In an era of passive over-consumption, how might we shift the garment industry toward a future where fashion is reclaimed as a tool for meaningful self-expression and identity making?
The act (or some may say the art) of dressing is a deeply ingrained element of cultures around the world, and highly symbolic in nature. It has the power to tell deeply human stories about who we are and what we aspire to be, and by way of its intrinsically social nature, reflect both our desire to express ourselves and to belong - or not.
It has also led to a staggeringly profitable industry. With the aim of democratizing fashion and making high style clothing available to the masses, the emergence of ‘fast fashion’ retailers like Zara and H&M disrupted the garment industry at the turn of the 21st century. As will be shown, this shift toward low-cost, commoditized clothing has profoundly affected the entire industry, not just those who engage in fast fashion business practices. Euromonitor International has forecast the global apparel and footwear industry to be worth US$2 Trillion by 2018 (Global Apparel, 2014), but the immense profits accompanying this rise have unfortunately not come without consequences.
This project began as an exploration of one such consequence – waste – and how it could be minimized to move fashion toward more sustainable production. Research quickly made it clear, however, that waste is quite literally a by-product of a much larger issue. In the affluent West, clothing cycles have sped up to such remarkable rates that some retailers now offer new styles on a weekly basis – up to 52 ‘micro seasons’ per year. This has resulted in unprecedented levels of consumption and disposal, as well as myriad negative environmental and human impacts. It’s important to note, however, that the trends occurring within fashion commerce are situated within a larger paradigm of economic growth that has dominated political rhetoric and policy making for the past five decades. During this time the global economy has expanded at unprecedented rates, and has been tied to immense amounts of ecological degradation.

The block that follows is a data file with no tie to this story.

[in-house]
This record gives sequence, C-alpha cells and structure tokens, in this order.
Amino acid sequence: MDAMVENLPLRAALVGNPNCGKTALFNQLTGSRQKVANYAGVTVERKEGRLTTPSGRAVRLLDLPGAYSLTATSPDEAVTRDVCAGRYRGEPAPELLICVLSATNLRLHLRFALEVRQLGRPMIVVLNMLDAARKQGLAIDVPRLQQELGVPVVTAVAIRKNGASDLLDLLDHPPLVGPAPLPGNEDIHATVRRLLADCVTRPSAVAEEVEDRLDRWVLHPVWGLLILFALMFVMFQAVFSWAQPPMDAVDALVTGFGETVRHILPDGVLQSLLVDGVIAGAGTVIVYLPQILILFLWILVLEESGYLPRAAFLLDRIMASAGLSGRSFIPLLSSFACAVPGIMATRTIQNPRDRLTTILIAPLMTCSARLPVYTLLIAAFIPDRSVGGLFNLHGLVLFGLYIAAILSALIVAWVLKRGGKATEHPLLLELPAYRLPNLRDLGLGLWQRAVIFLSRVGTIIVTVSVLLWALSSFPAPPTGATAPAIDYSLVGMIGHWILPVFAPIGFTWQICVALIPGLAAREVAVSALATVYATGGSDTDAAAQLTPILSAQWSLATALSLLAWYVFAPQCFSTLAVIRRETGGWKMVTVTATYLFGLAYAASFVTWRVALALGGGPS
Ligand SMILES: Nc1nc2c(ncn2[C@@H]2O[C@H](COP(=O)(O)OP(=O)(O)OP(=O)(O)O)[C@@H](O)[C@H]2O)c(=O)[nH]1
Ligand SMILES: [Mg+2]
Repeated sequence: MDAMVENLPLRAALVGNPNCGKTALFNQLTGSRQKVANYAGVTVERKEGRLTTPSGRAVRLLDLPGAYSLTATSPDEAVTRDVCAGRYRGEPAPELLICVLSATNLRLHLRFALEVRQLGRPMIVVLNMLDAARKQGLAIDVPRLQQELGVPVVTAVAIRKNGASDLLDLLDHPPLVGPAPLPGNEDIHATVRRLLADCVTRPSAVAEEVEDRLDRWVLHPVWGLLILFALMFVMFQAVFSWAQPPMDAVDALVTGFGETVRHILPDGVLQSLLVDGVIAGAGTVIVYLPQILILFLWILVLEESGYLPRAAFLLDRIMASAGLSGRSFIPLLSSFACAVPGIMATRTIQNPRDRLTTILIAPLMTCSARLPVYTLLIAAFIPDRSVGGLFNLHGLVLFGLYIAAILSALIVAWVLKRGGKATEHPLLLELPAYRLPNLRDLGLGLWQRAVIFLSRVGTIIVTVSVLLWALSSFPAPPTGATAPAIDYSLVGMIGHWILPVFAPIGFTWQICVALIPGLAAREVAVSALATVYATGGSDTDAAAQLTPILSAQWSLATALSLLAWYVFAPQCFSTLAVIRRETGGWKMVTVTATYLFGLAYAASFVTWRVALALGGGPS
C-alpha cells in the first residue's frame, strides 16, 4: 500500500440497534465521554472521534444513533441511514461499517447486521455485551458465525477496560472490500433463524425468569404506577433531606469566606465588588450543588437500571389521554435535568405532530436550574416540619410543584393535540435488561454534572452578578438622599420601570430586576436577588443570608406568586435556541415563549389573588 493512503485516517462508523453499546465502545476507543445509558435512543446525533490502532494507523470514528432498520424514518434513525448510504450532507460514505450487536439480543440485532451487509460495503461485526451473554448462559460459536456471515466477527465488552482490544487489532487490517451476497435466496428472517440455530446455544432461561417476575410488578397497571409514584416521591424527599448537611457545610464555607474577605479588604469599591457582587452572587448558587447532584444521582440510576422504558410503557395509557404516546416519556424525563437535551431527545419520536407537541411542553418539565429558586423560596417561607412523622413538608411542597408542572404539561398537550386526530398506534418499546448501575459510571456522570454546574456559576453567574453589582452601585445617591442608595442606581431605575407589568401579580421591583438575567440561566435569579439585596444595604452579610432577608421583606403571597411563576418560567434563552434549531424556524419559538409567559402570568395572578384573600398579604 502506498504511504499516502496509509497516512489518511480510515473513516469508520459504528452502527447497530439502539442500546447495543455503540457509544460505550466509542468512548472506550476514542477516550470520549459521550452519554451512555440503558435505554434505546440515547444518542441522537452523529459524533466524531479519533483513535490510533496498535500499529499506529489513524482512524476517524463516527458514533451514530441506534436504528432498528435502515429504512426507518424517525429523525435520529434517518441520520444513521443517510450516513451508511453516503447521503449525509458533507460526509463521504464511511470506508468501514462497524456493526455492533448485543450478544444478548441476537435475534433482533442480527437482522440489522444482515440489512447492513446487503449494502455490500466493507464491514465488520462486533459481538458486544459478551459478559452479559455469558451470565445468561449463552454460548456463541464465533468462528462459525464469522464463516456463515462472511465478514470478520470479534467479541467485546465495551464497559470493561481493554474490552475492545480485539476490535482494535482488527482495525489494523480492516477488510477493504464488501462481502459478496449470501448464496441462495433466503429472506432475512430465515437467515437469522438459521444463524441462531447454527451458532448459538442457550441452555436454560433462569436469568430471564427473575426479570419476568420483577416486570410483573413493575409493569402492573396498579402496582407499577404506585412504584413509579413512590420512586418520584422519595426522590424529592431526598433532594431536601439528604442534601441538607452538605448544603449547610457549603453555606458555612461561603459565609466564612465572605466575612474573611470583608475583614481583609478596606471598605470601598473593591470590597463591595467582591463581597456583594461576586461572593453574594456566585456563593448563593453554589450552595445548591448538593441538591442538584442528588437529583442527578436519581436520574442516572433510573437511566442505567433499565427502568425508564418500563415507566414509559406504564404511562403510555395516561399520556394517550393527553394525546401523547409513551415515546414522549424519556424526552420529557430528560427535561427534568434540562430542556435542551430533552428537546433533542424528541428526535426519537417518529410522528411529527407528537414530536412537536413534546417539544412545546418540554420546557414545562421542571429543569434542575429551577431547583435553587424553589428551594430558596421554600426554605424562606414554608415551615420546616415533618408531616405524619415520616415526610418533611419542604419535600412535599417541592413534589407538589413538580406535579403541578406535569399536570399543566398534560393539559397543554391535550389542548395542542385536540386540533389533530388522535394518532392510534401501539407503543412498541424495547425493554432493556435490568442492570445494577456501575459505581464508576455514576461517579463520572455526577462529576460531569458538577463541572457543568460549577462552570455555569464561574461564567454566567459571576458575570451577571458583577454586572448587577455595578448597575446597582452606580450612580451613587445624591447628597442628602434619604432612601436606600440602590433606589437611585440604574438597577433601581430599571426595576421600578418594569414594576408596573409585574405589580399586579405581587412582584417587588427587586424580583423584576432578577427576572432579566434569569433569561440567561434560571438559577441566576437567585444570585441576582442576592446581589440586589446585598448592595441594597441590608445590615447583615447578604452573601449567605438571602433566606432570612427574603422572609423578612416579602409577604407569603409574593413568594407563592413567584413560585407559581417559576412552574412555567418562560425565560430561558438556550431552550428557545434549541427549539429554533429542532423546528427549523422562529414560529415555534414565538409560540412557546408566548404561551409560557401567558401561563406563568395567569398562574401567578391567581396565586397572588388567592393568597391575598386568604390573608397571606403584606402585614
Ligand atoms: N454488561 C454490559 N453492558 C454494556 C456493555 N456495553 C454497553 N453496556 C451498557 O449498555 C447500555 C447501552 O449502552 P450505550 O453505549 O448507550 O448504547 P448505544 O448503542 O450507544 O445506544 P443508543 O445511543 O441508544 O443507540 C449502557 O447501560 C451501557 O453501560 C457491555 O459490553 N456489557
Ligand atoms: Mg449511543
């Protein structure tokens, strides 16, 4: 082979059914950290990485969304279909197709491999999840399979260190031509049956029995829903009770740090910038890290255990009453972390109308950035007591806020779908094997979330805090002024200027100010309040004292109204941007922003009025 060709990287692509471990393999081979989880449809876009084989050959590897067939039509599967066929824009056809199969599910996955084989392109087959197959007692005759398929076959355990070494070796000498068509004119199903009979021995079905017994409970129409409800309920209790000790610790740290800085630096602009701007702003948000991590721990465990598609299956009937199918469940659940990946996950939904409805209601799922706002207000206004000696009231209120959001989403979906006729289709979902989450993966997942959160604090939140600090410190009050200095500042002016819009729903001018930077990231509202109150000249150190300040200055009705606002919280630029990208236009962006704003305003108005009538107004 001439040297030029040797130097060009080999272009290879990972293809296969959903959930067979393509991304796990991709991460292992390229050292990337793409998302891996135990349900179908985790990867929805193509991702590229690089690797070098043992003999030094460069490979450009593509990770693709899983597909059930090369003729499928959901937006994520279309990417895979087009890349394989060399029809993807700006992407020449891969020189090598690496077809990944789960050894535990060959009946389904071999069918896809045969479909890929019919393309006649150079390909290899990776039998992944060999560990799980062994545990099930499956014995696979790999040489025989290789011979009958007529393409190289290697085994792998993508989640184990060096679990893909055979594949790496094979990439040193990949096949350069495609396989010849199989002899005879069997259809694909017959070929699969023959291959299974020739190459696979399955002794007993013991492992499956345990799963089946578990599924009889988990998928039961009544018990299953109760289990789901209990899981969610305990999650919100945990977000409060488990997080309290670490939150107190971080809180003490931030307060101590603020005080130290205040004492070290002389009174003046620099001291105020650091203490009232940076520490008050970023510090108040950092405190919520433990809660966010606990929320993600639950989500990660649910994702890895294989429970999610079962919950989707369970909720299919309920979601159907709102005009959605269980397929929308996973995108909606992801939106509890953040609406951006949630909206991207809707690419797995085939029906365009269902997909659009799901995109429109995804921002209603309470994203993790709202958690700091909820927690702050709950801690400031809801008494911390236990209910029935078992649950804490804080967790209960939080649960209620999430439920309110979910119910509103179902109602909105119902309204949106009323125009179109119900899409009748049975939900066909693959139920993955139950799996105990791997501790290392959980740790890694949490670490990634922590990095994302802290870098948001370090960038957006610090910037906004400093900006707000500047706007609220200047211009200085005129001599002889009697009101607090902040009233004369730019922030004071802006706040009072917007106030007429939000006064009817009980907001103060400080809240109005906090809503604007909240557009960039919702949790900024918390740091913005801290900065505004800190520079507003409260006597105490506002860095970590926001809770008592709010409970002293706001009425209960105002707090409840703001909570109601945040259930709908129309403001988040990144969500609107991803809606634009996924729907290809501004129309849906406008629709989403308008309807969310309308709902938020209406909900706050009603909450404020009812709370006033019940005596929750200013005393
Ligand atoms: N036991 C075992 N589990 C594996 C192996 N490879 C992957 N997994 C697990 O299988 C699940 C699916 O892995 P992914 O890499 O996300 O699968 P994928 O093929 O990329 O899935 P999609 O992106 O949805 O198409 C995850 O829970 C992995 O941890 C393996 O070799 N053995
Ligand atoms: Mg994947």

Focusing on the symptoms of fashion commerce, while important, does little to solve the deeply systemic issues impacting the industry. It could also result in missed opportunities for transformation.
If the ultimate goal is to catalyze meaningful and lasting change, understanding what’s causing the symptoms, and why, is an important first step. The research that follows aims to reveal important connections between elements in the garment industry, and the ripple effects they create within the system. These connections are rarely simple, and sometimes counterintuitive. It also aims to understand the deeper systems structures and mental models driving the garment industry, as they are essential to finding impactful leverage points for change (See The Iceberg Model, above).
Though it does delve into some problem solving, this project focuses much of its attention on in-depth problem finding and framing through the use of Andrew Curry and Anthony Hodgson’s Three Horizons framework as an analytical tool (explained in the Project Framework). It is hoped that by uncovering the complex and often invisible connections that exist within the system of fashion commerce, this project might contribute to the imagination of new solutions to the truly difficult problems that face the industry.